posted at 18:50
Author Name: Jennie Matthew
Third night of US protests against police killings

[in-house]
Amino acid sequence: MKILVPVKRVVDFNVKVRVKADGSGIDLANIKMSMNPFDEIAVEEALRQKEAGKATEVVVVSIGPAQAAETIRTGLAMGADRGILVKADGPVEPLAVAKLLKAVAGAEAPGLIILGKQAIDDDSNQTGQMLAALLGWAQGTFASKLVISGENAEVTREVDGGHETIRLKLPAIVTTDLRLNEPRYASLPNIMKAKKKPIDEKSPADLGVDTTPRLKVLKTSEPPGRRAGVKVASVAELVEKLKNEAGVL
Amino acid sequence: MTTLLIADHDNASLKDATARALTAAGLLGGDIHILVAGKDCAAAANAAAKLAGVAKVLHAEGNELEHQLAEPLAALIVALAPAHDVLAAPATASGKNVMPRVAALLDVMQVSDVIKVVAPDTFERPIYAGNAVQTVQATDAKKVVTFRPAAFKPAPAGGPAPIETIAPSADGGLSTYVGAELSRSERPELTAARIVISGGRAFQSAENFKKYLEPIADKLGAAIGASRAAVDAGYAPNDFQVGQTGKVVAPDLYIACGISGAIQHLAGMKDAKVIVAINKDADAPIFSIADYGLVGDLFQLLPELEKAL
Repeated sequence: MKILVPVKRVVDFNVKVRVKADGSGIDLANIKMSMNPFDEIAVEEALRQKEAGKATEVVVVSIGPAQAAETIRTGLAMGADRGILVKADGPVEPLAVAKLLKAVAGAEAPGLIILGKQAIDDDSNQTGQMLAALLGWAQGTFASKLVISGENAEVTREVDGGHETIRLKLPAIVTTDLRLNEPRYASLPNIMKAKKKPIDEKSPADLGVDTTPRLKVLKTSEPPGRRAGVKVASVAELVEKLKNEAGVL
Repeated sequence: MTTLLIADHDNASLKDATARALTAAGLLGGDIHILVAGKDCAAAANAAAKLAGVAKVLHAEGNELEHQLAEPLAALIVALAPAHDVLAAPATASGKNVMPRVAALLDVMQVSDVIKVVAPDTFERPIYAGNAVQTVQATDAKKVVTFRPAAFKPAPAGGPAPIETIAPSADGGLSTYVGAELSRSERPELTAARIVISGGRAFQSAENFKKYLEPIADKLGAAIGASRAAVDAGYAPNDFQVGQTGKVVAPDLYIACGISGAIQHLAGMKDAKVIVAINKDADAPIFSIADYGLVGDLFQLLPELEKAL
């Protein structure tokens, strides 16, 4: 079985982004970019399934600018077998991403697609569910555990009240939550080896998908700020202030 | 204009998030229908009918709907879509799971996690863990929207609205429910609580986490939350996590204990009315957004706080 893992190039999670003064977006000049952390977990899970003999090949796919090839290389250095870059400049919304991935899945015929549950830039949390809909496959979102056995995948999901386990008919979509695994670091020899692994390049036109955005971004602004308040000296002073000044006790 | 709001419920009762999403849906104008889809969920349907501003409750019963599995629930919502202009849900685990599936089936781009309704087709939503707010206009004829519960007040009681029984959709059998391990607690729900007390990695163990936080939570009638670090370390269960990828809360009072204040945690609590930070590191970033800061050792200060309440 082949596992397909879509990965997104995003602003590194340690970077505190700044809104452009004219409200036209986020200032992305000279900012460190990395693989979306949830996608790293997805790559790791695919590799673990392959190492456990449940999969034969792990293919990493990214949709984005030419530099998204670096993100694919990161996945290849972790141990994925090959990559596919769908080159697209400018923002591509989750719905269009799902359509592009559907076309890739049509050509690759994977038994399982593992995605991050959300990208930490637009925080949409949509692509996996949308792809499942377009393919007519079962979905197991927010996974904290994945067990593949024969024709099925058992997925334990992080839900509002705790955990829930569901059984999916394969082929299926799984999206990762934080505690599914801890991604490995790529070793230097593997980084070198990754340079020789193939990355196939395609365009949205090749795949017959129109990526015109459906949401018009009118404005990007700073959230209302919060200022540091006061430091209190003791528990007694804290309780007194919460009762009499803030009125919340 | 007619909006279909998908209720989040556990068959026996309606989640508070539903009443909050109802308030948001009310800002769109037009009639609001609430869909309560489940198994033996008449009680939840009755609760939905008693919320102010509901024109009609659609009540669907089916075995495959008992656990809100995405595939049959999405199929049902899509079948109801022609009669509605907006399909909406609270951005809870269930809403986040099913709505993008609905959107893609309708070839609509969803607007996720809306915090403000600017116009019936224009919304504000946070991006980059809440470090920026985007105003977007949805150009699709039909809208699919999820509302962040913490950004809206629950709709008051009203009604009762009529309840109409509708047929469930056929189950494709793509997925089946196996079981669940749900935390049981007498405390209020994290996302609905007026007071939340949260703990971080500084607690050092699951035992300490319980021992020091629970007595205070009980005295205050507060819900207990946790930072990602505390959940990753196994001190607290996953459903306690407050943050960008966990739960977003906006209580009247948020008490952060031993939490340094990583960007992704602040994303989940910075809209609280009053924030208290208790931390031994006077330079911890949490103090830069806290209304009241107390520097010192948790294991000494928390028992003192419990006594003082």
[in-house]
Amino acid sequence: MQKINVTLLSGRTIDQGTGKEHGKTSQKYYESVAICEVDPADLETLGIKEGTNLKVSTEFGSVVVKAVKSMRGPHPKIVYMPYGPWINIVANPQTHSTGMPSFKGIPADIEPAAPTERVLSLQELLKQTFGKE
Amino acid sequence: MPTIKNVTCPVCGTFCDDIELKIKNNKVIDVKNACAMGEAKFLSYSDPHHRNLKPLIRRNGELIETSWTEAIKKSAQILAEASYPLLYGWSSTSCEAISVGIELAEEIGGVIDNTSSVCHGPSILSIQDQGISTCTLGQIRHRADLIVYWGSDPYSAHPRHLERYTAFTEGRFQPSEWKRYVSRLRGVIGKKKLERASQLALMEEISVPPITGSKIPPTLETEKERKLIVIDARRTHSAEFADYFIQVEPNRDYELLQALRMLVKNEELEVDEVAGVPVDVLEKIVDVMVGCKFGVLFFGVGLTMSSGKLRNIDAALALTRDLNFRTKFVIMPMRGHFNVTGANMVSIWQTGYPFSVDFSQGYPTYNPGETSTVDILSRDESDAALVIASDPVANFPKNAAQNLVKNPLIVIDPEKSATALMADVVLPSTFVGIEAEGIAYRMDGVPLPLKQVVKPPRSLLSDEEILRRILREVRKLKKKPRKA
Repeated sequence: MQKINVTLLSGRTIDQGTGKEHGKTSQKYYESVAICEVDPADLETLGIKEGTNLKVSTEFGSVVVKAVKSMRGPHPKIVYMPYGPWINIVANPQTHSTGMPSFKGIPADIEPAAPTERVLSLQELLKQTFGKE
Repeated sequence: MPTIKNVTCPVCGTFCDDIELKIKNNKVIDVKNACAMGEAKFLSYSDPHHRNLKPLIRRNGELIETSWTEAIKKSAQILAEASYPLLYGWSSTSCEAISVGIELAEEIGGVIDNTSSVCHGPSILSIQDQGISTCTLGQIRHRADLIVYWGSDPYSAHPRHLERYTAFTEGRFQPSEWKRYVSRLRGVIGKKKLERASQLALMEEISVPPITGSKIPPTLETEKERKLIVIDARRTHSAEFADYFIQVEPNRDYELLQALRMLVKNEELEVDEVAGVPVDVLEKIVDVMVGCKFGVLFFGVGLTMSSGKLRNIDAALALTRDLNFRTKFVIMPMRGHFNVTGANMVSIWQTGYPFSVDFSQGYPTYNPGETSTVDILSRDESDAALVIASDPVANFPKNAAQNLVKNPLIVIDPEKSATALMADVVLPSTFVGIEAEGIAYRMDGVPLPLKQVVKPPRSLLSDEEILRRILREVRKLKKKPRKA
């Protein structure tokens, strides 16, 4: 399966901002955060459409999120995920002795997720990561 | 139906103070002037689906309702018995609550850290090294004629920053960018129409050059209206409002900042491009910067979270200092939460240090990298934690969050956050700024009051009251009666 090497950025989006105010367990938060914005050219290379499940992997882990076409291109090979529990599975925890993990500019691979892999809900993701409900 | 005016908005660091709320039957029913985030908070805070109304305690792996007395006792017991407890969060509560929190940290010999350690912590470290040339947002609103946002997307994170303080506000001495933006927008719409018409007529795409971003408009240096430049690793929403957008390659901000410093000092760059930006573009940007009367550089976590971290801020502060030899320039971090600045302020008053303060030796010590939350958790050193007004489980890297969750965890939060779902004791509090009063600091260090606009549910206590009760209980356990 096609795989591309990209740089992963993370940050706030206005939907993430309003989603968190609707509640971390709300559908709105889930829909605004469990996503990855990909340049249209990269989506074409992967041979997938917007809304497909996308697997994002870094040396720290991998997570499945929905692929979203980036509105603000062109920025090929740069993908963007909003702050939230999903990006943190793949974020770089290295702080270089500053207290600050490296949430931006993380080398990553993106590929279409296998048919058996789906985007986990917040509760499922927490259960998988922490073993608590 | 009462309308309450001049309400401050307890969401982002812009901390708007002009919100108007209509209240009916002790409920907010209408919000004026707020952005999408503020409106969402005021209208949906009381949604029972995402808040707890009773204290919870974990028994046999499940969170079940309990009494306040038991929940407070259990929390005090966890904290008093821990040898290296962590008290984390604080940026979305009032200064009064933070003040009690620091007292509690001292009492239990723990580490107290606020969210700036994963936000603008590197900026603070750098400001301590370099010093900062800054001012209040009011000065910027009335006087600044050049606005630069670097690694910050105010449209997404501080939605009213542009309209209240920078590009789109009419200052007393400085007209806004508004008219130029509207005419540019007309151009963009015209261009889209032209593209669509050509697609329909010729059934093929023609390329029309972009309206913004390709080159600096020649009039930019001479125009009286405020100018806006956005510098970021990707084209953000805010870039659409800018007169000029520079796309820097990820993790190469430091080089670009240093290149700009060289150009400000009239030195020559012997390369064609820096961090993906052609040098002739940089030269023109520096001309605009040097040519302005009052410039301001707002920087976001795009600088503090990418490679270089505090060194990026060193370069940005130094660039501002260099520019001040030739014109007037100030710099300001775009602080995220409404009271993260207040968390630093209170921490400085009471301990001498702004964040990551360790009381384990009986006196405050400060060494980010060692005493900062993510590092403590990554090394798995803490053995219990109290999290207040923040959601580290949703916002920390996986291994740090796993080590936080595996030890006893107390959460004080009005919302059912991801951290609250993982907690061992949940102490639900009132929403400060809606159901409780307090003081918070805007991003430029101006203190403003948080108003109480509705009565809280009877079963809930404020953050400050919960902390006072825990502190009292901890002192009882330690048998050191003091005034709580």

The latest rallies in a fortnight of growing discontent took place as a New York prosecutor said he would impanel a grand jury to consider charges in one of the cases that has again brought to the fore the distrust felt by many African Americans towards the police. New York's police commissioner has said Gurley was a totally innocent victim and the family, who gathered for a private wake on Friday night ahead of the funeral on Saturday, has demanded justice. Protesters hit the streets in recent days after grand juries declined to press charges against white officers responsible for the August 9 shooting death of unarmed 18-year-old Michael Brown in Ferguson, Missouri, and the July 17 chokehold death of black father-of-six Eric Garner in New York. Several hundred protesters again staged rallies in New York on a rainy Friday night, one in Columbus Circle that moved to Fifth Avenue, and the second walking up Broadway from the south. On Thursday, demonstrators blocked roads, tunnels and bridges, and shouted "I can't breathe." Those were the final words gasped by Garner, a 43-year-old asthma sufferer, as police wrestled and held him to the ground in New York's State Island. The New York Daily News reported that the officer who fired the fatal bullet texted his union representative as Gurley lay dying. New York Police Commissioner Bill Bratton said on November 21 that Gurley was an innocent who had been killed by an "Accidental discharge" in an "Unfortunate tragedy." Despite the protests, New York Mayor Bill de Blasio said that general complaints of police misconduct fell 26 percent from July to November and allegations of excessive force declined 29 percent.

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